10:46:13
John Dickerson.

DICKERSON

10:46:14
And up for people -- to voters to penalize and punish those politicians or to do their own version of what Grover Norquist has done. I mean, he's a free citizen. Now, you can claim -- I mean, so the right of one person has a point of view to do everything in their power to get politicians to dance to their tune, you know, is -- should be protected, whether you like what he's doing or not. And so the way to combat it is to focus on the politicians and the choices they're making.

REHM

10:46:43
All right. To Elkhart, Ind. Good morning, Jacky. (sp?)

JACKY

10:46:49
Oh, good morning. There was an interesting op-ed in our local newspaper here at the South Bend Tribune. It was written by Ezra Klein, K-L-E-I-N. And in it, he states, I know right after the president was elected, Rush Limbaugh got up and said, I hope he fails. And in 2010, Mitch McConnell said that the most important thing for the Republican Party was to see that Obama is a one-term president. That goes above everything.

JACKY

10:47:15
And it made me think of an ancient Chinese proverb, "To appease the dragon means only that you feed your children to him last." Republicans are not going to quit. No matter what we give them, they're going to keep us in a state of constant fear and upset and agitation. They don't care about the American people.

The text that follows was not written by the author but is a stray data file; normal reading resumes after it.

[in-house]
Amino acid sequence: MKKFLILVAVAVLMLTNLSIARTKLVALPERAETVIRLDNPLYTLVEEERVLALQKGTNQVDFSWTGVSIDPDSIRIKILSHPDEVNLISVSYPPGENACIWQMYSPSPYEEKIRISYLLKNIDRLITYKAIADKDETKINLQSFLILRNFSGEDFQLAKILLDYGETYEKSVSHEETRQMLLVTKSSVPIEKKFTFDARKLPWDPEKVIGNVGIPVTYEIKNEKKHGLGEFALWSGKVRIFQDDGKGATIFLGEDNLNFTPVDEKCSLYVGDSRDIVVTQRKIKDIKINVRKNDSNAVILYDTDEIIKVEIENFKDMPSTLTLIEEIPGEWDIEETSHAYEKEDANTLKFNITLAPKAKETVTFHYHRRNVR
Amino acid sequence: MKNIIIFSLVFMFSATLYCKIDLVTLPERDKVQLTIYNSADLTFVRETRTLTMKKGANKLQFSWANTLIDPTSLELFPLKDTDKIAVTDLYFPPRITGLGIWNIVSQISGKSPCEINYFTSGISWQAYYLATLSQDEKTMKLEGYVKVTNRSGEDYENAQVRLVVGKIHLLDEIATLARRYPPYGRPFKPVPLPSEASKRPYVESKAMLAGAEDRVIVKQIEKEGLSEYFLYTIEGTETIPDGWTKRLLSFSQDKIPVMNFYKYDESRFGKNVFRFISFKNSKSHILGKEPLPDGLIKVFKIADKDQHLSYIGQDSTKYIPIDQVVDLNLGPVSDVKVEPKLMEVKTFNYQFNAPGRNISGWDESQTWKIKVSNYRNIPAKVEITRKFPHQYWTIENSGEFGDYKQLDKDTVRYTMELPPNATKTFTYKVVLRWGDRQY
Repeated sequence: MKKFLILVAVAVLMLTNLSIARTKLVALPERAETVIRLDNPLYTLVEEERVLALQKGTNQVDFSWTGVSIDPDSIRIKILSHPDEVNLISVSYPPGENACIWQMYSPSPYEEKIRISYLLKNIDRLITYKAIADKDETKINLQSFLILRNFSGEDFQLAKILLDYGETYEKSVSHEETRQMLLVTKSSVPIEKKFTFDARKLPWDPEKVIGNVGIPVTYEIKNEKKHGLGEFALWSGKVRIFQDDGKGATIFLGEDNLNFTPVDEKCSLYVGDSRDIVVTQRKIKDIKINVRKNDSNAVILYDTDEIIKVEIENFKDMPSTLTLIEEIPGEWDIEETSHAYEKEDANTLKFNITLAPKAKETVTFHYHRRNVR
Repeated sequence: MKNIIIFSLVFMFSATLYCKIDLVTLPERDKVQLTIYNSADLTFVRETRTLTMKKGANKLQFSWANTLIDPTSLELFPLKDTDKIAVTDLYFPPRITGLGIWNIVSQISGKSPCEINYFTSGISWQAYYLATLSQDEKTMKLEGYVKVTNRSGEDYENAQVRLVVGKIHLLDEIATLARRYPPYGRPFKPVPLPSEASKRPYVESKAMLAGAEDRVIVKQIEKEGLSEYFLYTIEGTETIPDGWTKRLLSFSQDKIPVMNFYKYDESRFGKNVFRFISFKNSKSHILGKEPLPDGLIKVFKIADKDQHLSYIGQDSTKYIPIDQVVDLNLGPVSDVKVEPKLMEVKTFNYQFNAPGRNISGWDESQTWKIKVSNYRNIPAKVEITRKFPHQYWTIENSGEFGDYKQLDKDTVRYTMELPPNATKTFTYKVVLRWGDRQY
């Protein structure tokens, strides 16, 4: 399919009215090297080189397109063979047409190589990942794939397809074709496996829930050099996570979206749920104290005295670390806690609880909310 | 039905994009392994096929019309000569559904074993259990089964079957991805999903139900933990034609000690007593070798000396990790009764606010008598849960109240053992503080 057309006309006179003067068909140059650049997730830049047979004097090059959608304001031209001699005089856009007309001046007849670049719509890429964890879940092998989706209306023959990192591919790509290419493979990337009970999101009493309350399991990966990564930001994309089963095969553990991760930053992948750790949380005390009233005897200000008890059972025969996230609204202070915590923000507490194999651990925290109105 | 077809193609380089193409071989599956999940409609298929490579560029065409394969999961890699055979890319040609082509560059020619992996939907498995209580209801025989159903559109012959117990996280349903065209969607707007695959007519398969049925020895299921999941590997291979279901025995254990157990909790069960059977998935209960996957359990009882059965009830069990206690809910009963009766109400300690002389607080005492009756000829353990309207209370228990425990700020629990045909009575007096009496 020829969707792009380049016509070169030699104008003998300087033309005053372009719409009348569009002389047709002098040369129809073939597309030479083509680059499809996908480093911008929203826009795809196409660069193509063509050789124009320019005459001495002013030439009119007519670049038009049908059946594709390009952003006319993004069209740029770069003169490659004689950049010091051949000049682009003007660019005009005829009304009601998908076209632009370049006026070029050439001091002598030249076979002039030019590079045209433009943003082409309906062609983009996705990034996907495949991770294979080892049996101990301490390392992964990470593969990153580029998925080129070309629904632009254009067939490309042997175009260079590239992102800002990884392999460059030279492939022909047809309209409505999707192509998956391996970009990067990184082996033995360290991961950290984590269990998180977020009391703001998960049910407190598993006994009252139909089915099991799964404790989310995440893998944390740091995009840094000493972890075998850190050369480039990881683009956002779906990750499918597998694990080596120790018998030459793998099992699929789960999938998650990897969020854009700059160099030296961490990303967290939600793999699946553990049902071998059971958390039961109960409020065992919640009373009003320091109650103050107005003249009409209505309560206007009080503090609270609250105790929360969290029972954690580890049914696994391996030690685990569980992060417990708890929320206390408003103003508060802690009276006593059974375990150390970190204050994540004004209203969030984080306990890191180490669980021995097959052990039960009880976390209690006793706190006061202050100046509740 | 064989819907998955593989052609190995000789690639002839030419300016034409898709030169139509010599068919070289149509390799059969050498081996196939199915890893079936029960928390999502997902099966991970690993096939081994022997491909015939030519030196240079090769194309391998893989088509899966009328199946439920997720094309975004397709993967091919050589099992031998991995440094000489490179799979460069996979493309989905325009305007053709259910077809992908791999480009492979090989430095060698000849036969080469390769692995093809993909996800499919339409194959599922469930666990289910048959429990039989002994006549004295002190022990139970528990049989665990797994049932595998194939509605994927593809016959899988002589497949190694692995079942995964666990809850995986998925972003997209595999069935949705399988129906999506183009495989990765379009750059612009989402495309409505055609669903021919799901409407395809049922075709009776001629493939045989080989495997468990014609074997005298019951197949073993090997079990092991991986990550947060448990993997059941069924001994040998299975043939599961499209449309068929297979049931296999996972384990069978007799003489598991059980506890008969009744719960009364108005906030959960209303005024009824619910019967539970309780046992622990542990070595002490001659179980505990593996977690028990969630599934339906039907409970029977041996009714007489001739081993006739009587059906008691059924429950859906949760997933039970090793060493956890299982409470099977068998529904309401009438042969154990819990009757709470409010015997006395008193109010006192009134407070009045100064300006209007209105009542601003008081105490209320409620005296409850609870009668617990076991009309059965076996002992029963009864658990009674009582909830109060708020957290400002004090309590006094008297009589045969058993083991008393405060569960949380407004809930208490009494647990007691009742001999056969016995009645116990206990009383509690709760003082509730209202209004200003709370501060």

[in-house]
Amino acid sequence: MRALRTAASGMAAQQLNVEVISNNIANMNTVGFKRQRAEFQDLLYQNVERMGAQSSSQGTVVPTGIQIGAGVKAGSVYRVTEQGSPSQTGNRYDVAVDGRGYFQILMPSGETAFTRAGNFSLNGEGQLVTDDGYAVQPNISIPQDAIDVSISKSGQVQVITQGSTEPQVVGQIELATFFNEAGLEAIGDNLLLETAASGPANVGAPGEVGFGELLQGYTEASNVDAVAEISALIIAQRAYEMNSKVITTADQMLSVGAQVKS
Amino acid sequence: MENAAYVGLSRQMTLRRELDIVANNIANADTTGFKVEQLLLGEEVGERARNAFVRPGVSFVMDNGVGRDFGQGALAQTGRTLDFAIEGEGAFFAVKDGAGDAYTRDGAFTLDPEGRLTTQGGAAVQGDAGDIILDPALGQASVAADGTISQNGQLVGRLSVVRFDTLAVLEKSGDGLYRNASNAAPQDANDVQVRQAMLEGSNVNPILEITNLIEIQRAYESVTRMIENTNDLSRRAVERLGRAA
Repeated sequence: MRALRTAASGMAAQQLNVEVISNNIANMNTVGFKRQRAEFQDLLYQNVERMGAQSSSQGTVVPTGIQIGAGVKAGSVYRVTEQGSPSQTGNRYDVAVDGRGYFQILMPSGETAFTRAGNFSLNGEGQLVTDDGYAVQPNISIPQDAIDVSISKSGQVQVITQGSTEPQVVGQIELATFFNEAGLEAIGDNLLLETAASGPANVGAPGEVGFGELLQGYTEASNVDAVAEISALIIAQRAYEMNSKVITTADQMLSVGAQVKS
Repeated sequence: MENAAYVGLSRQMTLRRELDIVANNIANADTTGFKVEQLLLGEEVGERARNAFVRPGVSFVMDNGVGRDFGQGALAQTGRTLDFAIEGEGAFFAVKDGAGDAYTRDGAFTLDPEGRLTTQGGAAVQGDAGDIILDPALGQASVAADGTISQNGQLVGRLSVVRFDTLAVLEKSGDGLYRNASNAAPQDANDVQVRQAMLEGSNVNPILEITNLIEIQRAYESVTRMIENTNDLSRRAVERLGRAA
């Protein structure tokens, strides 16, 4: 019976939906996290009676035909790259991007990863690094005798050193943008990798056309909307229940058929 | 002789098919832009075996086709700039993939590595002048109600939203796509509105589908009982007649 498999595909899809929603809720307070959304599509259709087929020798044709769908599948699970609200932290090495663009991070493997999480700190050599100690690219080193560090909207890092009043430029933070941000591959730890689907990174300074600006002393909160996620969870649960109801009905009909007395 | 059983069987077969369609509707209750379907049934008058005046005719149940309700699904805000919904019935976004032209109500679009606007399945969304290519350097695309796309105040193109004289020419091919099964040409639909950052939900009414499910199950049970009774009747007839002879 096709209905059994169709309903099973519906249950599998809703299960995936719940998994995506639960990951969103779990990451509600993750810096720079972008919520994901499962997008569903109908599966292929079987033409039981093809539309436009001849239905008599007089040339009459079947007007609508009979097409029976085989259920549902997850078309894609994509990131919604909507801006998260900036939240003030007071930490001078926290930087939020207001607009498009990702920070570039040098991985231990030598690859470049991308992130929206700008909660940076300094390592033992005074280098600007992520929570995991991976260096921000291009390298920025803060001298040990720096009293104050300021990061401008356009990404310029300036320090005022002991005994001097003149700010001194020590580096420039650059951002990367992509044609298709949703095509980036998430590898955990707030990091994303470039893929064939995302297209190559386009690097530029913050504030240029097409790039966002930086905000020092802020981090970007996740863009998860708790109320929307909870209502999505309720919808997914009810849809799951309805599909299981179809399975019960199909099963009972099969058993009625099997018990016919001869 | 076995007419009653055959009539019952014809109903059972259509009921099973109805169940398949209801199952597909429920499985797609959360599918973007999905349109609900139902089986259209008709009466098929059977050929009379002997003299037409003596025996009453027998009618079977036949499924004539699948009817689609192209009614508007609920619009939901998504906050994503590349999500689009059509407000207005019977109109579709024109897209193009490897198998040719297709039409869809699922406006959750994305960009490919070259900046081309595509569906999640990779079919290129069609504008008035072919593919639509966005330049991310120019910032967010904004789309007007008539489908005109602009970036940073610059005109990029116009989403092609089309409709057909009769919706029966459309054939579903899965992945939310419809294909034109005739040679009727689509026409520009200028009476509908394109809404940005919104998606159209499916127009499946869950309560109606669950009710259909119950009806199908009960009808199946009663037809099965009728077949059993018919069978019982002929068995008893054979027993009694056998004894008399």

JACKY

10:47:31
The fact that they're willing to possibly crash the whole economy over this one little thing, I mean, it's -- not that the deficit is little. But, I mean, that should be handled separately than all these safety net programs.

REHM

10:47:43
Dan Lothian.

LOTHIAN

10:47:45
Well, I think if you spoke to a Republican, I don't think that they would say that they don't care about the American people. I don't know that John Boehner -- Speaker John Boehner has ever come out and made a statement that he didn't make some kind of reference to the American people. You know, the argument can be made out there that there are some Republicans who want to see the president fail. But I think at the end of the day, both Republicans and Democrats realize what's at stake here.

LOTHIAN

10:48:13
They've all realized that, you know, it's in the best interest of the voters, or the American people, to get this debt ceiling raised. The question is, can you find compromise between, you know, Republicans and Democrats?

REHM

10:48:25
All right. Here is a question from Twitter, "Why was Mitt Romney raising money overseas?" John Dickerson.

DICKERSON

10:48:35
Americans who live in London, who can still give money -- he's not raising it from Londoners. And -- but the larger point, in addition to just getting dollars to keep the campaign going, is that it's a way for a candidate to have a sort of -- to go over and look presidential. He meets with the prime minister. He -- you can see him as a potential president when he plays in this role.

DICKERSON

10:48:58
You remember, candidate Obama did a similar thing with the European trip in which he was greeted by throngs of fans. The McCain campaign tried to use it against him. It didn't work. But this is -- so it's kind of a twofer. It's the money and the chance to sort of play act a little bit.

REHM

10:49:16
All right. To Charlotte, N.C. Hi there, Mark.

MARK

10:49:21
Hello. How are you all tonight?

REHM

10:49:22
I'm fine. Thanks.

MARK

10:49:24
I am a small business owner, and with all due respect here, I don't understand why people don't get out of the Beltway and just come to America and see. You know, we feel -- and I voted for Republicans, and I voted for Democrats. But as business owners, we all feel that our political leadership is just failing our country. And I'm not speaking about Obama. I wasn't a big fan, but, at least, he was trying to work and negotiate.

MARK

10:49:51